STEM program takes school by Storm

October 11, 2017

STEMFREMONT — With the help of several hundred Fremont Elementary School students, Storm was finally able to take care of that pesky itch on his back.

The mascot’s dilemma was the basis of the first STEM with Storm event, held Oct. 6 at the school.

A collaboration between Trine University’s Innovation One business and Education One, STEM with Storm will return monthly throughout the school year to present science, technology, engineering and math programs to kindergarten through fourth-graders.

The final month of the program, the students will visit the Trine campus and experience the foundry lab, plastics lab and other engineering-related facilities.

“Our goal is to integrate more science and to show students how they can integrate those areas of academics, apply them and have an end product,” said Eric Bryan, principal at Fremont Elementary School.

Dr. William Stitt, superintendent of Fremont Community Schools, said a team from the school district and the university met over the summer to design the program.

“The first real science our kids here at Fremont see is in fifth grade and we want that love for science to happen before fifth grade,” said Stitt. “We wanted to bring something in, and Trine is known for its science and curriculum.”

For 45 minutes, Innovation One executive director Jason Blume, Lindsay Omlor, the university’s director of charter schools and Storm presented a high-energy, interactive program formatted somewhat like a children’s television show, introducing students to what an engineer is, the different types of engineering and how engineers solve problems.

In this case, the problem was Storm’s itchy back, so the students worked to design a back scratcher so the mascot could get some relief.

Omlor said the presentations will cover multiple subjects and disciplines, and incorporate Indiana College and Career Readiness standards in science, math and English/language arts.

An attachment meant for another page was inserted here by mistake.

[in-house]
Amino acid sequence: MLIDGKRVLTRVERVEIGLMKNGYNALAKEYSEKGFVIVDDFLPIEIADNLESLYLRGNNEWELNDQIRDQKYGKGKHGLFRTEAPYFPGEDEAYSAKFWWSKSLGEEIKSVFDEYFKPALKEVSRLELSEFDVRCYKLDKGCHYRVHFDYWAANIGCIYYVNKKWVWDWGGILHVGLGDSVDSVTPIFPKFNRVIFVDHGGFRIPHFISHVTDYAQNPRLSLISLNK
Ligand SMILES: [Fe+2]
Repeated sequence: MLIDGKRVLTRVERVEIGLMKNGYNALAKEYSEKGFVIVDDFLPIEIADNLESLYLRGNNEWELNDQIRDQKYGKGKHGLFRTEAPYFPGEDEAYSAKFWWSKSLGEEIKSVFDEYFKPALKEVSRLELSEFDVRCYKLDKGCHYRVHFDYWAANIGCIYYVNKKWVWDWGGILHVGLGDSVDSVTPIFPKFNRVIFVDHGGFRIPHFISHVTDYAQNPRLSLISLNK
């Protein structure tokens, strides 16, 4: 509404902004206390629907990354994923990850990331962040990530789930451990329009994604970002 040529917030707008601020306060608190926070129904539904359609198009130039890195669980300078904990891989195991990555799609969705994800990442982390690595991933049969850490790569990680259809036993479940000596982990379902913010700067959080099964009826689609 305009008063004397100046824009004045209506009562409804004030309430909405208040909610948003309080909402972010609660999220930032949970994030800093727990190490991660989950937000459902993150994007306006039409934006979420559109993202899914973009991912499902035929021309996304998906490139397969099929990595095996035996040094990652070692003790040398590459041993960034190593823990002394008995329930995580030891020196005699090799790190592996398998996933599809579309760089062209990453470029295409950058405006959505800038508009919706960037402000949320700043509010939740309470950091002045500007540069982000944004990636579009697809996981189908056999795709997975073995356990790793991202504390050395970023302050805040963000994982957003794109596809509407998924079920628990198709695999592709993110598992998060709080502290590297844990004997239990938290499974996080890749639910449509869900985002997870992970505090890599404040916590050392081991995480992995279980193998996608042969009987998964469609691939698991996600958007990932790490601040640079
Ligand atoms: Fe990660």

“The goal is to get students to see that STEM learning is interdependent and connected, not solely focused on science,” she said. “We will focus primarily on demonstrations, incorporating student collaboration, project-based learning and hands-on experiments when applicable.”

The response to the first STEM with Storm was very positive, with students eagerly volunteering to help Omlor and Blume, raising their hands to answer questions and shouting out answers as a group when prompted by the two hosts.

“The kids are ready and eager for more,” said Blume. “The district is excited for us to come back. The teachers loved it.”

“It was excellent,” said Stitt. “Any time we can get kids involved in creating things, I love it. I look forward to next month.”

Photos: Top, Fremont Elementary School Students help Storm, center, Lindsay Omlor, director of charter schools, second from right, and Jason Blume, executive director of Innovation One, right, prompt students to decide whether certain professions are engineers during STEM with Storm on Oct. 6. Bottom, Storm tries to scratch his back on Blume as students work to design a back scratcher. (Photos by Dean Orewiler)

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